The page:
Starting with the bed across the front, making the most of the available space it measures 2.06x1.43m (6ft 9in x 4ft 3in). That length is a distinct advantage over most caravan island beds. Windows all round and a large roof hatch offer plenty of light and ventilation. Above the bed on all three sides, overhead lockers can easily be used for storage, just like the two drawers under the bed. Single LED reading lights are fitted to either end, giving a choice of where the pillows go but the swivel-mounted TV fitted to the side of the wardrobe would suggest the nearside end for TV viewers. However, clambering over your partner’s legs for the person sleeping by the wall might be easier if the bed was the other way! Your choice!


There are no surprises in the kitchen department which comes with a Thetford four-burner Minigrill and a stainless steel sink. The 60L Dometic fridge would certainly be described as being on the small side but future SR-15 models will have a more generous 93L capacity, albeit losing the floor lockers. Given the rather limited cupboard capacity, considering that’s where the hot water heater and water pump are to be found, it’s good that the two overhead lockers are a nice deep size.

Although a set of extra shelves in both wouldn’t go astray. A Daewoo microwave oven is positioned above the cooktop with a flush top, but a slight problem is that it partly sits in front of the wall powerpoint when open.

Given the shorter length of the SR-15, it’s not really news that the L-shaped dinette with its almost rectangular table is the size it is. Yes, it will seat two people without too much trouble but be prepared to compromise a bit. Two overhead lockers offer the usual storage above the dinette.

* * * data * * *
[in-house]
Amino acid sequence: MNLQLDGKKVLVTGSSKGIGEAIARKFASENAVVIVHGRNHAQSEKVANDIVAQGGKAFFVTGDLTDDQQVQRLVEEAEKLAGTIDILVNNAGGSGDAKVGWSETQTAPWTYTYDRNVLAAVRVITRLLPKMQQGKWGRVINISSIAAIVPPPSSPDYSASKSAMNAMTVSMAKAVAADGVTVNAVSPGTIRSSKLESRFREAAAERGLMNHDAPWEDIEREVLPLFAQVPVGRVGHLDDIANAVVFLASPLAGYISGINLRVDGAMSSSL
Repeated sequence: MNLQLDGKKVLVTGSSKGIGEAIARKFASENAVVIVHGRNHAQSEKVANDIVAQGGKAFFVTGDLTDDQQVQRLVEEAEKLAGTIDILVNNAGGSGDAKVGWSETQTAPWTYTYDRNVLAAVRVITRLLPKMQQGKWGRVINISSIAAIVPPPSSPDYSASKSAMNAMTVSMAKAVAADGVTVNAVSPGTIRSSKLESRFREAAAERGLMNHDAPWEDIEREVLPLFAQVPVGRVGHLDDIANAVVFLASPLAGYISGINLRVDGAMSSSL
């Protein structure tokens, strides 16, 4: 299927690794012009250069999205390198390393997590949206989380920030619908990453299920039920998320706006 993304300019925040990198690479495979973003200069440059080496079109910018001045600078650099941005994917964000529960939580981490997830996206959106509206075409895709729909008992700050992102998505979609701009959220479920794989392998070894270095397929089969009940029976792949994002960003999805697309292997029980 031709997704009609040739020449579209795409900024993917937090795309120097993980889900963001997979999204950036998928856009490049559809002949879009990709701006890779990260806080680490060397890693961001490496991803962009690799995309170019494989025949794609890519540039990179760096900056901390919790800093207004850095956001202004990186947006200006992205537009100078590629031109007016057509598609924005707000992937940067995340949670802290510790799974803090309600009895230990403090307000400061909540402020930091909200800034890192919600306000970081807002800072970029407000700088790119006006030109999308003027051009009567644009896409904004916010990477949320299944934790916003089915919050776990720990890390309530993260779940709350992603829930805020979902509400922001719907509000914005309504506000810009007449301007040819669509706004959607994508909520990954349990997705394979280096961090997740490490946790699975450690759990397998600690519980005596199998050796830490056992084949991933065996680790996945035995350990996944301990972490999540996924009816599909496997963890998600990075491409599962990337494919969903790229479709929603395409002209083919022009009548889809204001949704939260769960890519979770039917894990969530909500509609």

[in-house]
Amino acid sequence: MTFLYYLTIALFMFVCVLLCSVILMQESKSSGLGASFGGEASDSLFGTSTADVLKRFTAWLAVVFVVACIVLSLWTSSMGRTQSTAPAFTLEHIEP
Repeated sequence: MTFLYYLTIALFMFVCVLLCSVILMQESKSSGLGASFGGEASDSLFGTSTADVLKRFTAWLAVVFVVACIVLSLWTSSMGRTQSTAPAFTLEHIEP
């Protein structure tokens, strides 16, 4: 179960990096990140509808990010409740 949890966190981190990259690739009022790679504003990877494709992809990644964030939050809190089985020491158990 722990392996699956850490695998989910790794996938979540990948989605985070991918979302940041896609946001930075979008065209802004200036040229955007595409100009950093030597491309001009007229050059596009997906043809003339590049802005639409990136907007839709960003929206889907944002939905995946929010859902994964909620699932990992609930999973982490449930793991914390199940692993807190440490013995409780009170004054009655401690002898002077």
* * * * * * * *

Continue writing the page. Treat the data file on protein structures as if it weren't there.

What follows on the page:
Generally speaking this is quite a neat little van. With the relative short length, there are going to be few compromises in the kitchen/dining zones but they are only to be expected with what is offered in the overall design. It is of course ideal for mid-sized tow vehicles and a great towing proposition.

Oh, and one more thing which I haven’t mentioned until now. It’s fully built in China. It does of course have all Australian spec components like the fridge and cooktop and is built to Australian requirements. A close look does reveal sections like some of the chassis welding and internal build techniques which are not the same as seen on an Australian van but having looked at a few caravans built in China, as well as quite a few camper trailers, it’s one of the best I have seen to date! Interesting times ahead I’m thinking!

Measuring up


  • Lightweight towing van
  • Long bed
  • Large bathroom
  • Storage, inside and out
  • Light and bright interior
  • LED lighting


  • Smallish kitchen
  • Lack of drawers in kitchen and bathroom
  • No shelves in overhead lockers
  • Powerpoint location around kitchen and dinette


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Malcolm Street